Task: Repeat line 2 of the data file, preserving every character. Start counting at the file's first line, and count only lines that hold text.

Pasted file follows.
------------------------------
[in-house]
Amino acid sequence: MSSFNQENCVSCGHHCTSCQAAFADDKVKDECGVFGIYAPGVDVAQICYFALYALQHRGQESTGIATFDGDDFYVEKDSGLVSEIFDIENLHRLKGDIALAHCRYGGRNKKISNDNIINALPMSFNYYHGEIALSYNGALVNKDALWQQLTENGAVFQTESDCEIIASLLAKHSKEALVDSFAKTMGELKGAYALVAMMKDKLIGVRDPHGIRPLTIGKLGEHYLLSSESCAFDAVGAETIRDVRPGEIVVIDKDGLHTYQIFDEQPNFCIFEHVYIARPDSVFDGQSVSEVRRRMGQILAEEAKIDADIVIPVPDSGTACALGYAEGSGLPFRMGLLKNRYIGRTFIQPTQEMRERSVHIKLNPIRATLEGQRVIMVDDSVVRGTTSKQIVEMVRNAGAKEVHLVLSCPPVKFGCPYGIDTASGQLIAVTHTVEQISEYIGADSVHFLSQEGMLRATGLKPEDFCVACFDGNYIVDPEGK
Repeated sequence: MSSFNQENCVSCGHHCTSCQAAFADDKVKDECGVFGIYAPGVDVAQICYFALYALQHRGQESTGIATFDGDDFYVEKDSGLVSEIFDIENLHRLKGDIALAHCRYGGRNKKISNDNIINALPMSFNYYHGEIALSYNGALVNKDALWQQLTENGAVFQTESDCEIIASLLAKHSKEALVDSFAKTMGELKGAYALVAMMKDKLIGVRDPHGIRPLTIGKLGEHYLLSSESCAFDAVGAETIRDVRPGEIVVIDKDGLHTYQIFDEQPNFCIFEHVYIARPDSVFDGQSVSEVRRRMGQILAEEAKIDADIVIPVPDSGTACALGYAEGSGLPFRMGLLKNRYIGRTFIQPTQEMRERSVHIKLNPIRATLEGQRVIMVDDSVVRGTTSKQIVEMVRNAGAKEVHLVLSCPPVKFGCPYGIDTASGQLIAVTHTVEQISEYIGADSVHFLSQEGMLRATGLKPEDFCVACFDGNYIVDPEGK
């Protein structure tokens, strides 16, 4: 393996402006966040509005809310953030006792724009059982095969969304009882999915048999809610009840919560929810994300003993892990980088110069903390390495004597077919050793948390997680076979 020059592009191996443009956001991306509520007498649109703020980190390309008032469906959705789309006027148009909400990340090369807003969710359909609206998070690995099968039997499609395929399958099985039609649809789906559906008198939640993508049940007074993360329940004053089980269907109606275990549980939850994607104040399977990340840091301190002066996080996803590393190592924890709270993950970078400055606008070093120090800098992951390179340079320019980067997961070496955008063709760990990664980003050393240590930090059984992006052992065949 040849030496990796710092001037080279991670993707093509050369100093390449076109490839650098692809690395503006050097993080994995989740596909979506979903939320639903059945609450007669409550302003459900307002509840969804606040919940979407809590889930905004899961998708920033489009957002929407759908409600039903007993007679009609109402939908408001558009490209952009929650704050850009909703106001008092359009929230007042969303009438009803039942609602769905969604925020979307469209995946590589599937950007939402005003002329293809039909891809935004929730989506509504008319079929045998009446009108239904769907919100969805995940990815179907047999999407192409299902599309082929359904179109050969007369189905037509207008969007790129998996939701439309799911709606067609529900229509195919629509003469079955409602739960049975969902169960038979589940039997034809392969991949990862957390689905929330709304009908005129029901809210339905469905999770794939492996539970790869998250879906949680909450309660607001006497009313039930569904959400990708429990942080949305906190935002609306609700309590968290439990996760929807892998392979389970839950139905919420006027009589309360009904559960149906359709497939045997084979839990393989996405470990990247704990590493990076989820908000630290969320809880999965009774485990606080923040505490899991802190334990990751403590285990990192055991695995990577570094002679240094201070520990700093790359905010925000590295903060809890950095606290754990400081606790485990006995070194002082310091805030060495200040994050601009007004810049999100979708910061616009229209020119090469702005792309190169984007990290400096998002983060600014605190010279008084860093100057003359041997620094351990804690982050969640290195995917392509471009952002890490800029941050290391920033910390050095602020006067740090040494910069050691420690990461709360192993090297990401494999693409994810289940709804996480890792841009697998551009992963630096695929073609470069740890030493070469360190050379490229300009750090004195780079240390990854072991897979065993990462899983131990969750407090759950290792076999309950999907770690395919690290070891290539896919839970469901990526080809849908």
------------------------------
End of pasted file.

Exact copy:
Amino acid sequence: MSSFNQENCVSCGHHCTSCQAAFADDKVKDECGVFGIYAPGVDVAQICYFALYALQHRGQESTGIATFDGDDFYVEKDSGLVSEIFDIENLHRLKGDIALAHCRYGGRNKKISNDNIINALPMSFNYYHGEIALSYNGALVNKDALWQQLTENGAVFQTESDCEIIASLLAKHSKEALVDSFAKTMGELKGAYALVAMMKDKLIGVRDPHGIRPLTIGKLGEHYLLSSESCAFDAVGAETIRDVRPGEIVVIDKDGLHTYQIFDEQPNFCIFEHVYIARPDSVFDGQSVSEVRRRMGQILAEEAKIDADIVIPVPDSGTACALGYAEGSGLPFRMGLLKNRYIGRTFIQPTQEMRERSVHIKLNPIRATLEGQRVIMVDDSVVRGTTSKQIVEMVRNAGAKEVHLVLSCPPVKFGCPYGIDTASGQLIAVTHTVEQISEYIGADSVHFLSQEGMLRATGLKPEDFCVACFDGNYIVDPEGK